If you’re tempted by Northland’s juicy yield, just remember that it’s high for a reason.
Here from the Toronto Sun, an opinion on the Ontario government and so-called “environmentalist” organizations, and their support for large-scale wind power. The entire article is here
Turtles, not known for ferocity, have won a battle in Ontario. The battle is an important hill won in the war for a sensible energy policy in Ontario. Their enemy is a coalition of the Liberal government and radical environmentalists.
If the green energy movement wasn’t so costly and ineffective, even in its own stated purpose, it would be more amusing than it is to watch various factions try to co-ordinate their conflicting issues. That’s where the turtles come in.
In Ontario, turtle-saving environmentalists have trumped wind turbine-building environmentalists, sparking a debate over which is the “true” environmentalist.
Governments have embraced inefficient technologies and wasted billions on failed green energy products to — they say — provide a sustainable future, even though most of the results show that it costs too much and doesn’t achieve the environmental returns promised.
Across the globe, nations are realizing wind and solar promises were a lot of hot air blown in the sunshine, and are backing away from financially supporting those losing projects.
But in Canada green still holds a lot of sway with politicians.
Ontario’s Liberal government in particular has backed green energy without a care to the costs to the taxpayers and ratepayers or the communities affected by the contentious wind turbines. They have forced the turbines onto local communities with no consultation with local authorities and residents.
Here from U.S. energy analyst Glen Schleede is a comment on a statement made by a top-ranking official with the U.S. Department of Energy.
August 7, 2013
Misleading DOE August 6, 2013, Press Release and Report on Wind Energy
The highly misleading August 6 DOE press release and report claiming that, in 2012, wind was “the fastest growing source of power in the United States” raises two questions:
1. Why does the highly trained scientist heading the US DOE allow such a misleading claim to be issued by his Department?
2. Why do some many reporters and editors repeat such misleading claim?
Electricity Generation vs. Capacity.
With respect to question 1, Secretary Moniz must know that there is a huge difference between wind generating CAPACITY (measured in megawatts – MW) and the amount of electricity that wind turbines actually GENERATE (measured in megawatt-hours — MWh). There is a huge difference because wind turbines produce electricity only when the wind at the turbine is blowing at the right speed (i.e., in a range of roughly 6 to 55 MPH). In fact, the output of electricity from wind turbines is, therefore, intermittent, highly variable, and unreliable – unlike the output from reliable (dispatchable) generating units powered by natural gas, coal, oil, nuclear energy and, perhaps, biomass.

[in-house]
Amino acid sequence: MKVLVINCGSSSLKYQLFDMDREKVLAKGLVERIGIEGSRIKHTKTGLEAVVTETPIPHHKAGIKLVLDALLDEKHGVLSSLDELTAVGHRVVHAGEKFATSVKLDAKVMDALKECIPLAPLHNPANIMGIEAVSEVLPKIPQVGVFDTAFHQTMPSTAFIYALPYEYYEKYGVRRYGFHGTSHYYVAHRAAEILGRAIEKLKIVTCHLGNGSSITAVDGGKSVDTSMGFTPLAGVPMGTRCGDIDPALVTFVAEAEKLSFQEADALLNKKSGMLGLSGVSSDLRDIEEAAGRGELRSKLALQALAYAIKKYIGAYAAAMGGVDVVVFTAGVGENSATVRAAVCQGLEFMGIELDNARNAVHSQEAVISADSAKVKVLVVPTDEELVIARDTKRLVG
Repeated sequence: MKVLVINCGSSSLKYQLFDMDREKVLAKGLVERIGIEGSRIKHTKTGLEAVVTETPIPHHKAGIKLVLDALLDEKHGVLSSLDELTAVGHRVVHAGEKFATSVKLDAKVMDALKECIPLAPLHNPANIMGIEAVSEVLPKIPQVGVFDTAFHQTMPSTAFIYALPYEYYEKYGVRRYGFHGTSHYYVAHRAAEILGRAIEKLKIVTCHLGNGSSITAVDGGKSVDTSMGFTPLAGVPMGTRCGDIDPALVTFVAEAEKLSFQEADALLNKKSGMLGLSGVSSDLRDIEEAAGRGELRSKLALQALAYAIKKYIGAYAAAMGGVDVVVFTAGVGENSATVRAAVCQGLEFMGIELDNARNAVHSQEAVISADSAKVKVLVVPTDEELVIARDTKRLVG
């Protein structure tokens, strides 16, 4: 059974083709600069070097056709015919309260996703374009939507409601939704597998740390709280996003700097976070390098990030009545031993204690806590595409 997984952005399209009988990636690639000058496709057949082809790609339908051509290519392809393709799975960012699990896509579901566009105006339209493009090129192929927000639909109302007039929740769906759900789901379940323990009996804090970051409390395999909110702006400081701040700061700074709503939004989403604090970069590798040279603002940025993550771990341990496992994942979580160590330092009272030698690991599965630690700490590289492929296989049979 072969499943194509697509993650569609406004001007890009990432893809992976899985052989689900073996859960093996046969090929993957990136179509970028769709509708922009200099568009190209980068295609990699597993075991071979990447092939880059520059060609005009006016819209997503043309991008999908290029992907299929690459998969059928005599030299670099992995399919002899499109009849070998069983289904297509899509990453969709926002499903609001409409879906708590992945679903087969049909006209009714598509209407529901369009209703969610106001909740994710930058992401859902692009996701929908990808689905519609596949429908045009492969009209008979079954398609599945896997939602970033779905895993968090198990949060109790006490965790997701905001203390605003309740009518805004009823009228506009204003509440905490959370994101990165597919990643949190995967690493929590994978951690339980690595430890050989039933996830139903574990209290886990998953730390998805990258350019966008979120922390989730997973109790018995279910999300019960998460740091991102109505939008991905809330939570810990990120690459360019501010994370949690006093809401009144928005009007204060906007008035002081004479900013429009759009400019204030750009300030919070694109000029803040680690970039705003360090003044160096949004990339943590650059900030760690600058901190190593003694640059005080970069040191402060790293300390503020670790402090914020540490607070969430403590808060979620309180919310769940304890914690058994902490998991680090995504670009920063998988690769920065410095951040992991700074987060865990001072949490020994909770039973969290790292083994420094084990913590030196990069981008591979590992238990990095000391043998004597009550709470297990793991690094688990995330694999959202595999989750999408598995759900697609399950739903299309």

In fact, natural gas – not wind – was the “fastest growing” source of electricity generation in 2012 as clearly demonstrated in the table below which is based on data from the US EIA.
Electricity Price per kWh vs. Value. The misleading DOE press release and LBNL report also claimed that the price of electricity from wind under 2011 and 2012 power purchase contracts “…averaged 4 cents per kilowatt hour – making wind competitive with a range of wholesale electricity prices seen in 2012.”
Secretary Moniz must know that the VALUE of a kilowatt hour (kWh) of electricity produced by wind turbines is much less than the VALUE of a kWh of electricity from reliable generating units because:
a. Wind turbines tend to produce electricity at night and in colder and shoulder months, NOT on hot weekday afternoons when electricity demand and true VALUE is high.
b. As indicated above, wind turbine output is intermittent, volatile, and unreliable.
c. “Sale price” for electricity from wind does NOT take into account the huge federal and state subsidies for “wind farm” owners that permit them to sell their electricity at artificially low prices – which subsidies are much higher per KWh for wind that for conventional energy sources.
The sale price of electricity per kWh produced by wind turbines cannot validly be compared to the price of electricity from reliable generating units that can be counted on whenever needed, including during peak demand periods when the output of wind turbines is often at or near zero.
Quite likely, Secretary Moniz also knows that the claimed $25 billion “investment” in wind turbines (heavily subsidized by taxpayers) could have purchased a lot more generating CAPACITY and electricity GENERATION if it had been invested in combined cycle generating units. They would also have provided many more jobs over a much longer period and the final cost of the electricity to electric customers would have been less. Further, the generating units could be built near populated areas where the electricity is needed, thus avoid the need, cost, and adverse environmental impact of transmission lines that would be required to move wind generated electricity from remote areas.
With respect to question 2, it’s a sad fact that many reporters and editors either don’t have the capability to evaluate claims made by government officials, lobbyists, and/or organizations producing biased reports and press releases. Instead, they repeat misleading claims and help mislead the public, other media, and government officials that make policies that add unnecessarily to costs borne by ordinary citizens, consumers and taxpayers.
US Secretary of Energy Ernest Moniz